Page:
That someone else is the provincial government. They do, after all, represent the entire province. Housing has become such a crisis that provincial governments can no longer cross their arms and blame municipalities. So provinces have stepped in and made some changes, such as Ontario’s Bill 23. Trouble is, they haven’t gone far enough.
Now it’s become someone else’s problem: the federal government. While they don’t have as much direct control over housing policy as the provinces, they do have some levers to pull. They do, after all, send money to municipalities for infrastructure. Former Conservative leader Erin O’Toole realized this. He proposed withholding funding from municipalities that don’t allow enough housing construction. Frankly, even if we weren’t in a housing crisis the approach makes sense. After all, public-transit-project funding is typically justified in part by densification. No one in their right mind would cut a cheque for a subway station surrounded by detached houses. Why shouldn’t the feds require municipalities to make sure that doesn’t happen?
Of course, it’s not the Conservatives’ problem. At least not yet. It’s Justin Trudeau’s problem. In response to the worsening housing crisis, the Liberal government introduced the Housing Accelerator Fund. The HAF is a grant program that is meant to incentivize municipalities to build more housing. Liberals wanted to take a more cooperative approach than the Conservatives. They decided to go with carrots, rather than sticks. It looked like this was going to be a nice little grant program that would reward municipal governments for doing the bare minimum. Sean Fraser was having none of it.
I’ll admit: I had no particular reason to think the recent cabinet shuffle would change anything on the housing file. I couldn’t have picked Sean Fraser out of a lineup. I had no idea what he’d do with the file. Would he just run around the country doing nice little photo ops? That was my assumption. I couldn’t have been more wrong.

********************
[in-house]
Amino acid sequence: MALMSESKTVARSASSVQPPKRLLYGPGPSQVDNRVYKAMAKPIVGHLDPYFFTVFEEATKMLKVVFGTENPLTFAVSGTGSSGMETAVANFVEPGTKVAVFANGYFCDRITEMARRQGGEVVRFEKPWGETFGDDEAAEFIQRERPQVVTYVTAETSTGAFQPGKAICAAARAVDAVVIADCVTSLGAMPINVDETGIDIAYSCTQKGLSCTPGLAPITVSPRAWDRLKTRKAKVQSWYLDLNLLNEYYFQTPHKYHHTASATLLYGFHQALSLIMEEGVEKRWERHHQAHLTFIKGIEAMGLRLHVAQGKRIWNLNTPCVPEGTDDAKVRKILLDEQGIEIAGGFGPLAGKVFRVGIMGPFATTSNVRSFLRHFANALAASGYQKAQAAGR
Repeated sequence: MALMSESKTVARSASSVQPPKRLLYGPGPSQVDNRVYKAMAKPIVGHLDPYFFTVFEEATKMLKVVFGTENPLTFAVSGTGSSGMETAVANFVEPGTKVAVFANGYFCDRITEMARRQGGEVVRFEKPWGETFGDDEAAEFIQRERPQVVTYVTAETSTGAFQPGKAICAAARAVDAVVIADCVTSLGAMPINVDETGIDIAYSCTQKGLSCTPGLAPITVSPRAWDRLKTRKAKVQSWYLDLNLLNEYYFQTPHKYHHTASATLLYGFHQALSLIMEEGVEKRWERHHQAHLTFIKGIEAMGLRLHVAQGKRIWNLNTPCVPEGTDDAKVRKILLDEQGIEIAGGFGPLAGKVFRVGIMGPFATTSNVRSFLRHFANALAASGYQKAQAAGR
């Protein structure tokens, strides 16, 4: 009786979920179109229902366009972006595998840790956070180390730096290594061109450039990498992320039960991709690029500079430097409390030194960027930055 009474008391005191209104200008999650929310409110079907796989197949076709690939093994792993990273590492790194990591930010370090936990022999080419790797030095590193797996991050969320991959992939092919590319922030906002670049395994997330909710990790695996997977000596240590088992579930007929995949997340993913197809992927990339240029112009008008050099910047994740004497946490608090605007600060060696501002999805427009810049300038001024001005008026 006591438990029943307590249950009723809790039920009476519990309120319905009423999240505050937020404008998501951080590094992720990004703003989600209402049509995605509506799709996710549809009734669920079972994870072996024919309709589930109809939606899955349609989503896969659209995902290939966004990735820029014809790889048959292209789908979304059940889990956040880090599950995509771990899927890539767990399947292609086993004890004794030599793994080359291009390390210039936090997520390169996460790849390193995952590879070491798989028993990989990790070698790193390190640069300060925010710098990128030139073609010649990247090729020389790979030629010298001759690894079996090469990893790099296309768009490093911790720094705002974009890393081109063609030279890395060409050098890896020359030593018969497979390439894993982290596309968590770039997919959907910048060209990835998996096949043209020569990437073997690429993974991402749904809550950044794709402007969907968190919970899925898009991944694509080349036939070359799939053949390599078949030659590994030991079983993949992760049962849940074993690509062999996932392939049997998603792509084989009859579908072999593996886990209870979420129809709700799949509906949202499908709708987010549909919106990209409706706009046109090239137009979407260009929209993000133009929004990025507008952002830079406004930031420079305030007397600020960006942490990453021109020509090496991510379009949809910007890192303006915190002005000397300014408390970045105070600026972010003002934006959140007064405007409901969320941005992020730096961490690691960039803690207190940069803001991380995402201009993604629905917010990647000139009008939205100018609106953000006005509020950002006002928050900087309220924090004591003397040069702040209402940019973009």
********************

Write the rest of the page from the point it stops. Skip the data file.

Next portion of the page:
I’ve had a nagging thought ever since the Housing Accelerator Fund was introduced. Sure, the HAF is a carrot. But there’s no reason why it can’t be used as a stick. We tend to draw clear lines between rewards and punishments — carrots and sticks. In practice, they’re often very similar. In fact, you can use a carrot like a stick. Withholding funding from a new grant program isn’t that much different than denying existing funding. It’s the same basic concept. That is exactly what Sean Fraser is doing.
Minister Fraser could simply have sifted through HAF applications, rewarding half measures and maybe making examples of a few egregiously bad municipalities. Instead, over the past few weeks, he’s been using the bully pulpit to badger municipal governments into re-writing their zoning codes. He’s decided to wield the Housing Accelerator Fund carrot like a stick. By God, he’s discovered the Carrot Stick! And he’s not afraid to use it.
First, there was London. Four units as-of-right on any lot in the city. That seemed to come out of nowhere. Then the Mayor of Calgary tweeted a letter from the Minister, which pointed out they’d be denied HAF funds if they didn’t introduce proposed land-use reforms that stalled at council. Wouldn’t you know it: NIMBYs on council backed down! Next was Halifax, which has gone less far than hoped, but made significant progress. Will it be enough to appease Minister Fraser? I guess we’ll find out! The Minster also cancelled a funding announcement in Metro Vancouver over proposed development charge increases that could be a barrier to new housing. So, clearly, he’s not messing around.